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FDIC MAY SUE FAILED S&LS’ OFFICERS AND DIRECTORS - INCLUDING NEIL BUSH

SHARE FDIC MAY SUE FAILED S&LS’ OFFICERS AND DIRECTORS - INCLUDING NEIL BUSH

Federal officials are considering lawsuits to recover misspent funds from the officers and directors of 1,300 failed banks and savings institutions, a top regulator said Wednesday.

L. William Seidman, chairman of the Federal Deposit Insurance Corp., said suits already have been filed against 500 institutions. Approximately $100 million was recovered last year and more than $200 million in the first half of this year, he said."That is in excess of $1 million per day in recoveries" in 1990, he said.

The agency's officials said one suit under consideration would be against the former officers and directors of Silverado Banking, Savings and Loan Association, a Denver thrift whose December 1988 collapse cost taxpayers approximately $1 billion.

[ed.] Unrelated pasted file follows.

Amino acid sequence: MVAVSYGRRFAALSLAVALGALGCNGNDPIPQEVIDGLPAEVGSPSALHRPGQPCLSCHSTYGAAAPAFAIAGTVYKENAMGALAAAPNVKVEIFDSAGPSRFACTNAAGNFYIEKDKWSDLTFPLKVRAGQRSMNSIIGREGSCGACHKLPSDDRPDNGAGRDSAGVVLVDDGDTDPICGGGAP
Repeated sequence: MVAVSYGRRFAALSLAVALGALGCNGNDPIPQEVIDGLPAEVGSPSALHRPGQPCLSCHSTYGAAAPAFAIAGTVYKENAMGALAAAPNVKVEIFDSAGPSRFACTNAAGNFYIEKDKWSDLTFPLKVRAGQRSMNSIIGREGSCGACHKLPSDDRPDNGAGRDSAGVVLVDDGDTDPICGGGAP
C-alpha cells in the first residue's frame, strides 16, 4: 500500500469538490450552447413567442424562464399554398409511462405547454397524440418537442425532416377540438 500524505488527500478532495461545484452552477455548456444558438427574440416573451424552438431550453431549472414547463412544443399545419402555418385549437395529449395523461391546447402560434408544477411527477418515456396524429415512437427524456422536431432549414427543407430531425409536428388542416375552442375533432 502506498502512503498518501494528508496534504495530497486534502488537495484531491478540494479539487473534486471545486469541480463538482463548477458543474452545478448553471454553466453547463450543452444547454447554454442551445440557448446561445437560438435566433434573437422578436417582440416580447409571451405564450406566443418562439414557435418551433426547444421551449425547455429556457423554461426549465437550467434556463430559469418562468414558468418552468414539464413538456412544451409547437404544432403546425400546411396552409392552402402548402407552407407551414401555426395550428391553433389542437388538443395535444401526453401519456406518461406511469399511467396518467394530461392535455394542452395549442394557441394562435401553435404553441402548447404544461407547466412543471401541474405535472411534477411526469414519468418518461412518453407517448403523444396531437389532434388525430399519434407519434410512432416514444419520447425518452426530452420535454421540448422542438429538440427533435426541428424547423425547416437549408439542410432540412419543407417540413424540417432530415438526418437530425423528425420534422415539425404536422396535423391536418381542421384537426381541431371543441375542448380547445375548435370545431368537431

One of President Bush's sons, Neil, would be among the defendants.

Seidman's remarks came in testimony prepared for the House Judiciary subcommittee on criminal justice, chaired by Rep. Charles Schumer, D-N.Y. The panel is reviewing a package of reforms designed to speed the government's anti-fraud effort.

The legislation, a version of which was passed by a House Banking subcommittee two weeks ago, was endorsed by Seidman, Office of Thrift Supervision Director Timothy Ryan and James G. Richmond, a newly appointed Justice Department official in charge of prosecuting bank and thrift fraud

It would provide more money to hire investigators and attorneys to prosecute fraud, prevent people convicted of fraud from evading restitution by filing for bankruptcy and allow regulators and prosecutors to ask a judge to freeze the assets of those accused of fraud even before they are found guilty.

Congress has been holding hearings on S&L fraud for months, but the issue in recent weeks has become politically charged, with Democrats and Republicans each blaming the other for creating the crisis. Democrats have been hammering particularly hard at conflict-of-interest allegations made by regulators against Neil Bush.

The Office of Thrift Supervision released documents charging that Neil Bush engaged in "one of the worst kinds" of conflict of interest when he served as an outside director of Silverado. The documents alleged in specific cases that Bush violated his responsibility as a director to see that the thrift was run in the best interests of its shareholders.